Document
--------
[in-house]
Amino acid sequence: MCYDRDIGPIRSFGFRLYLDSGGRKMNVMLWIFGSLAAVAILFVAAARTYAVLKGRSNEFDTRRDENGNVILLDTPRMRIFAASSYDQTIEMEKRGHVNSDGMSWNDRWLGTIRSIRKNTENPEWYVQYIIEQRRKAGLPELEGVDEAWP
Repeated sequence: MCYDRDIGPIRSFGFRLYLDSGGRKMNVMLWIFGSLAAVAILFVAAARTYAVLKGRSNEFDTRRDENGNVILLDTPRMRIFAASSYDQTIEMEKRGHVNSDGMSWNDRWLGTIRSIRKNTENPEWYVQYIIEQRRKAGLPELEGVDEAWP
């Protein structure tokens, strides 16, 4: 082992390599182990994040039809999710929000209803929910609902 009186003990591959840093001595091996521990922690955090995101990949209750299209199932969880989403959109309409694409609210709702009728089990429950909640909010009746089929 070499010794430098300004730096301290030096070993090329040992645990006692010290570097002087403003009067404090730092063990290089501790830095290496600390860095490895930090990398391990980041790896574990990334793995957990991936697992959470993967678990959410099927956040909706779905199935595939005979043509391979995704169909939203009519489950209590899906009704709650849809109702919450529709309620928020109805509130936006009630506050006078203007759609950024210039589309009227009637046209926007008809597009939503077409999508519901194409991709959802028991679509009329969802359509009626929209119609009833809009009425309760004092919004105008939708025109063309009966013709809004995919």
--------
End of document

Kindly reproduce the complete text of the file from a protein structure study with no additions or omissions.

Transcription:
[in-house]
Amino acid sequence: MCYDRDIGPIRSFGFRLYLDSGGRKMNVMLWIFGSLAAVAILFVAAARTYAVLKGRSNEFDTRRDENGNVILLDTPRMRIFAASSYDQTIEMEKRGHVNSDGMSWNDRWLGTIRSIRKNTENPEWYVQYIIEQRRKAGLPELEGVDEAWP
Repeated sequence: MCYDRDIGPIRSFGFRLYLDSGGRKMNVMLWIFGSLAAVAILFVAAARTYAVLKGRSNEFDTRRDENGNVILLDTPRMRIFAASSYDQTIEMEKRGHVNSDGMSWNDRWLGTIRSIRKNTENPEWYVQYIIEQRRKAGLPELEGVDEAWP
């Protein structure tokens, strides 16, 4: 082992390599182990994040039809999710929000209803929910609902 009186003990591959840093001595091996521990922690955090995101990949209750299209199932969880989403959109309409694409609210709702009728089990429950909640909010009746089929 070499010794430098300004730096301290030096070993090329040992645990006692010290570097002087403003009067404090730092063990290089501790830095290496600390860095490895930090990398391990980041790896574990990334793995957990991936697992959470993967678990959410099927956040909706779905199935595939005979043509391979995704169909939203009519489950209590899906009704709650849809109702919450529709309620928020109805509130936006009630506050006078203007759609950024210039589309009227009637046209926007008809597009939503077409999508519901194409991709959802028991679509009329969802359509009626929209119609009833809009009425309760004092919004105008939708025109063309009966013709809004995919």